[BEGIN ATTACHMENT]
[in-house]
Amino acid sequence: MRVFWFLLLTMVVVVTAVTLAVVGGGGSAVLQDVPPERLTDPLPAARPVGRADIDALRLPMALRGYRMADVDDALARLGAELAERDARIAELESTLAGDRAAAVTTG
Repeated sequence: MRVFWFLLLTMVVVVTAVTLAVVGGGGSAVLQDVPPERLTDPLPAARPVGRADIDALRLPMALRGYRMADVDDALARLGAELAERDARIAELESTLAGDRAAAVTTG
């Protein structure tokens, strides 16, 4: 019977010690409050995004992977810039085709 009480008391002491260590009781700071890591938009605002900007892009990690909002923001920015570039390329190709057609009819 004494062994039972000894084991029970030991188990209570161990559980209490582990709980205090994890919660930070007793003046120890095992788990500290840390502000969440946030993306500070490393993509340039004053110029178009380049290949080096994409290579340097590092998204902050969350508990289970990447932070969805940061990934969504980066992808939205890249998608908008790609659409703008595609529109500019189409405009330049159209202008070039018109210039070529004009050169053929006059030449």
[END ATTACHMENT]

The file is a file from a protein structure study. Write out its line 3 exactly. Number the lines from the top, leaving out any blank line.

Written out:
Repeated sequence: MRVFWFLLLTMVVVVTAVTLAVVGGGGSAVLQDVPPERLTDPLPAARPVGRADIDALRLPMALRGYRMADVDDALARLGAELAERDARIAELESTLAGDRAAAVTTG